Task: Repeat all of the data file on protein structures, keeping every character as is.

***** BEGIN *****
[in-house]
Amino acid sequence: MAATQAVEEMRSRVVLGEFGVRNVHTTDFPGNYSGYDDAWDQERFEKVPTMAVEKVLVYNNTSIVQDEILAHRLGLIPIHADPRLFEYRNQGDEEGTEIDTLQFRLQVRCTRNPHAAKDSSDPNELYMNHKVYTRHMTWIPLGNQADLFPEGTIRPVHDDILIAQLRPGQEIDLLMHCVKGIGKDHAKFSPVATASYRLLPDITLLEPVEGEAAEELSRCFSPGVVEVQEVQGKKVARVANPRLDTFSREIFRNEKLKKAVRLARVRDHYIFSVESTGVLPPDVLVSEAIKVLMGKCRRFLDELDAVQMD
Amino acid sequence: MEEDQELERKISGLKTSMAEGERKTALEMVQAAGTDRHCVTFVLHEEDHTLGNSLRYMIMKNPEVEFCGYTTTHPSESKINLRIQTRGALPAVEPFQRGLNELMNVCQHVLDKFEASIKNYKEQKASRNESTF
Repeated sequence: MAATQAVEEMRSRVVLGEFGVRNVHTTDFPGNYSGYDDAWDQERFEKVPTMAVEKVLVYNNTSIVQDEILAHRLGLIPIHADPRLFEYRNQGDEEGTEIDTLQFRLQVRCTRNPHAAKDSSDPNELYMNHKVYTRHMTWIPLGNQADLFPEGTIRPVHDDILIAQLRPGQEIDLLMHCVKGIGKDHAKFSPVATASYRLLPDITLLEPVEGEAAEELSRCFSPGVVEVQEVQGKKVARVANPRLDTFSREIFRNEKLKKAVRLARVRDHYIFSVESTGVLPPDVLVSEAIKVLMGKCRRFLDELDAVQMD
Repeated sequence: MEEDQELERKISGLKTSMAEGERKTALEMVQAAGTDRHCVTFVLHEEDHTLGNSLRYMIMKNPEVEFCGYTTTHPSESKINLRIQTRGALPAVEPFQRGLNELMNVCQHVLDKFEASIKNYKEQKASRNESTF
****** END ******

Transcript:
[in-house]
Amino acid sequence: MAATQAVEEMRSRVVLGEFGVRNVHTTDFPGNYSGYDDAWDQERFEKVPTMAVEKVLVYNNTSIVQDEILAHRLGLIPIHADPRLFEYRNQGDEEGTEIDTLQFRLQVRCTRNPHAAKDSSDPNELYMNHKVYTRHMTWIPLGNQADLFPEGTIRPVHDDILIAQLRPGQEIDLLMHCVKGIGKDHAKFSPVATASYRLLPDITLLEPVEGEAAEELSRCFSPGVVEVQEVQGKKVARVANPRLDTFSREIFRNEKLKKAVRLARVRDHYIFSVESTGVLPPDVLVSEAIKVLMGKCRRFLDELDAVQMD
Amino acid sequence: MEEDQELERKISGLKTSMAEGERKTALEMVQAAGTDRHCVTFVLHEEDHTLGNSLRYMIMKNPEVEFCGYTTTHPSESKINLRIQTRGALPAVEPFQRGLNELMNVCQHVLDKFEASIKNYKEQKASRNESTF
Repeated sequence: MAATQAVEEMRSRVVLGEFGVRNVHTTDFPGNYSGYDDAWDQERFEKVPTMAVEKVLVYNNTSIVQDEILAHRLGLIPIHADPRLFEYRNQGDEEGTEIDTLQFRLQVRCTRNPHAAKDSSDPNELYMNHKVYTRHMTWIPLGNQADLFPEGTIRPVHDDILIAQLRPGQEIDLLMHCVKGIGKDHAKFSPVATASYRLLPDITLLEPVEGEAAEELSRCFSPGVVEVQEVQGKKVARVANPRLDTFSREIFRNEKLKKAVRLARVRDHYIFSVESTGVLPPDVLVSEAIKVLMGKCRRFLDELDAVQMD
Repeated sequence: MEEDQELERKISGLKTSMAEGERKTALEMVQAAGTDRHCVTFVLHEEDHTLGNSLRYMIMKNPEVEFCGYTTTHPSESKINLRIQTRGALPAVEPFQRGLNELMNVCQHVLDKFEASIKNYKEQKASRNESTF